George Ball Jr. Photo courtesy of Burpee Seed Company
Soon after the holiday season officially ended I started to receive a lot of questions about seed buying, seed catalogs and seed sources. The questions came through email, on Facebook and through Twitter. The number of questions wasn’t what was surprising, what struck me was the number of people asking me if I “trust” Burpee seeds. The other thing people want to know was whether Burpee seeds is owned by Monsanto.
This week I had the opportunity to talk to George Ball owner of the W. Atlee Burpee Company over the phone for an hour. The conversation ranged from his family’s history in horticulture, his work history, heirloom seeds, seed companies, sausage and tomato sauce making.
Let’s start at the beginning. Burpee’s trust problem seems to stem from the Safe Seed Pledge by the Council of Responsible Genetics. The Safe Seed Pledge asks seed companies to take an oath to “not knowingly buy or sell genetically engineered seeds or plants.” There is an accompanying list of seed companies that have taken this pledge; the W. Atlee Burpee & Company is noticeably absent. I’ll get to that later. I’ve blogged before about my dislike for the list, mostly because the information can be dated and inaccurate as it jumps around the web.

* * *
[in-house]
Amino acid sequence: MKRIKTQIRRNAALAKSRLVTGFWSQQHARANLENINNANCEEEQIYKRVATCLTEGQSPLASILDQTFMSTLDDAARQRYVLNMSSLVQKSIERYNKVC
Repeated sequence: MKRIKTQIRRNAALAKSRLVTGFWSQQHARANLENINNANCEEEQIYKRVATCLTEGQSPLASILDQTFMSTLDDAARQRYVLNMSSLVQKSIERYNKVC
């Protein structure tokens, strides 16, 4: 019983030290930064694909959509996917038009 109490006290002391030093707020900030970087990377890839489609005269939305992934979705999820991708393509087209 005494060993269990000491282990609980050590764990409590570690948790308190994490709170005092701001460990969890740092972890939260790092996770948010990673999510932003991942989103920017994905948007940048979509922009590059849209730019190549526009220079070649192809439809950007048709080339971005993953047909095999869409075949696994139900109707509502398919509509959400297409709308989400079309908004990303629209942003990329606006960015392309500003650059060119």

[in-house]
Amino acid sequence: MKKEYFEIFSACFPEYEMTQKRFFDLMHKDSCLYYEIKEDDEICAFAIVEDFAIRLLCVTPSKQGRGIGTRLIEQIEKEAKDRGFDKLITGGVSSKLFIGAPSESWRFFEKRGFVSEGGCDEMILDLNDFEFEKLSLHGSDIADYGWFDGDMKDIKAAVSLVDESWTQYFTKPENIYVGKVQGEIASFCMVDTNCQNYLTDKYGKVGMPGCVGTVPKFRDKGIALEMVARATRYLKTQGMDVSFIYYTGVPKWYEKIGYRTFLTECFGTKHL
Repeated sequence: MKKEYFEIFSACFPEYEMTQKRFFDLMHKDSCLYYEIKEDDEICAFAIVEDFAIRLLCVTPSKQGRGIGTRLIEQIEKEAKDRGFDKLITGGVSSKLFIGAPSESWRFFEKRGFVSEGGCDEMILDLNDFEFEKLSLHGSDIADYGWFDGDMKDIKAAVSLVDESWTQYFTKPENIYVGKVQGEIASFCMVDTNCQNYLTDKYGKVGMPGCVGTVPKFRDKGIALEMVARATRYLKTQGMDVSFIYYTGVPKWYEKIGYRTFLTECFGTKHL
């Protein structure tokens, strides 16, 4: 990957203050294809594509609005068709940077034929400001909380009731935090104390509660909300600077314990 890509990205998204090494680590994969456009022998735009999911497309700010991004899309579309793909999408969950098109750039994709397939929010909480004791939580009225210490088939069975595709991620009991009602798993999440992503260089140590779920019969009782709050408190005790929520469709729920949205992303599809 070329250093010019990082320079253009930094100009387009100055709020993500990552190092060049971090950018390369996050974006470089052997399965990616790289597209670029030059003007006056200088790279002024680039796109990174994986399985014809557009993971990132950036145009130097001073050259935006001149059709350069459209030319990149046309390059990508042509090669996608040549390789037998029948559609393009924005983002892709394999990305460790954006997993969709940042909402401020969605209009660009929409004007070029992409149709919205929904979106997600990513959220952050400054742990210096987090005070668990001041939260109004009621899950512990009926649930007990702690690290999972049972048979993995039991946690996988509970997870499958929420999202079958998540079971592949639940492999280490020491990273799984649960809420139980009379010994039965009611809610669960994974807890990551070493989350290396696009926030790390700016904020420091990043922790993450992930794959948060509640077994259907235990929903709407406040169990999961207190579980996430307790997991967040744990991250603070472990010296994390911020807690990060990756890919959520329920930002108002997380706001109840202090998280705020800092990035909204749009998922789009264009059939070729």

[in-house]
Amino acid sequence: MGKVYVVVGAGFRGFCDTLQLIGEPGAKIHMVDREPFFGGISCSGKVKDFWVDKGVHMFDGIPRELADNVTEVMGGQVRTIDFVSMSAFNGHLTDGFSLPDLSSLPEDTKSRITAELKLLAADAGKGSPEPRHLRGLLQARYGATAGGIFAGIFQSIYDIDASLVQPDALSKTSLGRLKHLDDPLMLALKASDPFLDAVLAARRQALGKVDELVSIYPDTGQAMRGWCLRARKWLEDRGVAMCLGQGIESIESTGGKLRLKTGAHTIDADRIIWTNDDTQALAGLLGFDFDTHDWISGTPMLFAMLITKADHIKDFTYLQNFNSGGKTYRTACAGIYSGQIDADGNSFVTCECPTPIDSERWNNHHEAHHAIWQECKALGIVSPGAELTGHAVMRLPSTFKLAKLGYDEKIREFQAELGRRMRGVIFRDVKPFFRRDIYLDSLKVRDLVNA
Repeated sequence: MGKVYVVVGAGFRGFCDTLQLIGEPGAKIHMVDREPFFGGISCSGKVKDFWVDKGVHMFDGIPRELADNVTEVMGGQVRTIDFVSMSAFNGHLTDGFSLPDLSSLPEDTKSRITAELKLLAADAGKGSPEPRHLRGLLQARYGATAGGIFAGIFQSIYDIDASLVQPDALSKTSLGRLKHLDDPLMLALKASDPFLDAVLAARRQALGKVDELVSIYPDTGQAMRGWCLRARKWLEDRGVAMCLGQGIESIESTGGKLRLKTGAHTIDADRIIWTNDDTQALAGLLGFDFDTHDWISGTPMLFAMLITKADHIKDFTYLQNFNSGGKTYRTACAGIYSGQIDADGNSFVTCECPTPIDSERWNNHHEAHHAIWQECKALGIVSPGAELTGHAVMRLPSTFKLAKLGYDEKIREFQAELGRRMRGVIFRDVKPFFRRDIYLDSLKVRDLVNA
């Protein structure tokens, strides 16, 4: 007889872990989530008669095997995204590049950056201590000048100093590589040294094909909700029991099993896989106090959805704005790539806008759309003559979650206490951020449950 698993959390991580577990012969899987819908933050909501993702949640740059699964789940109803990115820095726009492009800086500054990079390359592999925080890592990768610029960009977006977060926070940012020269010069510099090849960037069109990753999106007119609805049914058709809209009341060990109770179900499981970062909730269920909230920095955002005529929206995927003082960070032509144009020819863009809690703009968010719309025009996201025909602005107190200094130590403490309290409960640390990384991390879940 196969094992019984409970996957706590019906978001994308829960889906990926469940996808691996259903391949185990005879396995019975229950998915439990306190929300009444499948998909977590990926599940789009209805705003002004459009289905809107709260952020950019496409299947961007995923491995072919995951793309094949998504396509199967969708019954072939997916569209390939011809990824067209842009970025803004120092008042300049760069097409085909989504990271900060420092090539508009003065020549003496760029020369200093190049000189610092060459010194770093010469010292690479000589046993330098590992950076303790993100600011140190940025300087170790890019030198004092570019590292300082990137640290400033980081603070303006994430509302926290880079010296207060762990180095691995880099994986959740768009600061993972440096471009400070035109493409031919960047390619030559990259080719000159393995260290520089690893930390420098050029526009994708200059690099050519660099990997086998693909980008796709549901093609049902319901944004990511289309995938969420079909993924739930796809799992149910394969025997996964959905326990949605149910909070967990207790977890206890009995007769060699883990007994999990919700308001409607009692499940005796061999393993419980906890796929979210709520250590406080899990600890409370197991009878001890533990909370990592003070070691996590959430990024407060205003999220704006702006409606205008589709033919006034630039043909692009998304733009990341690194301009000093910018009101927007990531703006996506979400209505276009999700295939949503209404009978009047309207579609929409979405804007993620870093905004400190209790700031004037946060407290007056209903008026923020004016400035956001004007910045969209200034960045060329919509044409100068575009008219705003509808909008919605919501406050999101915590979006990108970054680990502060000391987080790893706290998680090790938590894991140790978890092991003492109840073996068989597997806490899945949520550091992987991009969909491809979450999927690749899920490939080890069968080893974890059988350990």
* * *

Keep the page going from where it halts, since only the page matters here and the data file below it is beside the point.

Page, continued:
George Ball Jr. was born near Chicago in 1951. A scion of a well-known seed business (Ball Horticulture Co.) himself, he currently owns what is arguably America’s most recognized seed company. He became heard of Burpee in 1991. In his youth he worked for PanAmerican Seeds, a subsidiary company of the Ball Horticulture Co., in West Chicago. He says he worked mostly in the production of potatoes and flowers in Honduras, Mexico and Costa Rica.
At one point the PetoSeed Company was owned by his father and his uncle. The PetoSeed Company was spun off from Peto-Hollar Seed Co. A joint venture between Victor E. Hollar & Howard B. Peto, both gentlemen seem to at one point be employed by Burpee. Mr. Ball informs me that Mr. Peto left Burpee because he wanted to concentrate on the more technical aspects of tomato production and Burpee wanted to focus on the home gardener. PetoSeed started working in hybrid vegetables in the 1950s. PetoSeed was eventually purchased by Seminis, which was itself eventually purchased by Monsanto. Here is where a lot of gardeners, bloggers, writers and activists usually make the erroneous connection between Burpee and Monsanto.
“I don’t work for Monsanto, they don’t own Burpee,” Ball said. “If people have a problem with Monsanto they should take it up with Monsanto.”